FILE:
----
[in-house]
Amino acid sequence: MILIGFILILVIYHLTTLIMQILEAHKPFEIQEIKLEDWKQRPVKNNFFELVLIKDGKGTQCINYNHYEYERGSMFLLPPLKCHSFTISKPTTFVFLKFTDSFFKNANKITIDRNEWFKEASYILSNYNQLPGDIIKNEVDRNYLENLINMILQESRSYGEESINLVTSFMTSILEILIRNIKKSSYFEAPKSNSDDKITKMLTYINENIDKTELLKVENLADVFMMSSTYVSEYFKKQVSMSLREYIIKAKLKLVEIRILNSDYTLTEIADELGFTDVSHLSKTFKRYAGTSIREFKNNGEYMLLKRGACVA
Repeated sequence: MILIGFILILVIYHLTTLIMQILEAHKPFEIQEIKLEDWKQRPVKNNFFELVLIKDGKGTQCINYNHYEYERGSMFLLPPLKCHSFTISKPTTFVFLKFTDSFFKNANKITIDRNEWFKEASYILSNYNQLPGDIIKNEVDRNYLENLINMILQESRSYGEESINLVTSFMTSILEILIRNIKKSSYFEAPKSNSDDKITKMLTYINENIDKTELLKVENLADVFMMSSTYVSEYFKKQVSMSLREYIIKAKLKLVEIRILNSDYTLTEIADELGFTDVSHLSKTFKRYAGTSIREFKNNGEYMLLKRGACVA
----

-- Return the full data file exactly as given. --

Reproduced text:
[in-house]
Amino acid sequence: MILIGFILILVIYHLTTLIMQILEAHKPFEIQEIKLEDWKQRPVKNNFFELVLIKDGKGTQCINYNHYEYERGSMFLLPPLKCHSFTISKPTTFVFLKFTDSFFKNANKITIDRNEWFKEASYILSNYNQLPGDIIKNEVDRNYLENLINMILQESRSYGEESINLVTSFMTSILEILIRNIKKSSYFEAPKSNSDDKITKMLTYINENIDKTELLKVENLADVFMMSSTYVSEYFKKQVSMSLREYIIKAKLKLVEIRILNSDYTLTEIADELGFTDVSHLSKTFKRYAGTSIREFKNNGEYMLLKRGACVA
Repeated sequence: MILIGFILILVIYHLTTLIMQILEAHKPFEIQEIKLEDWKQRPVKNNFFELVLIKDGKGTQCINYNHYEYERGSMFLLPPLKCHSFTISKPTTFVFLKFTDSFFKNANKITIDRNEWFKEASYILSNYNQLPGDIIKNEVDRNYLENLINMILQESRSYGEESINLVTSFMTSILEILIRNIKKSSYFEAPKSNSDDKITKMLTYINENIDKTELLKVENLADVFMMSSTYVSEYFKKQVSMSLREYIIKAKLKLVEIRILNSDYTLTEIADELGFTDVSHLSKTFKRYAGTSIREFKNNGEYMLLKRGACVA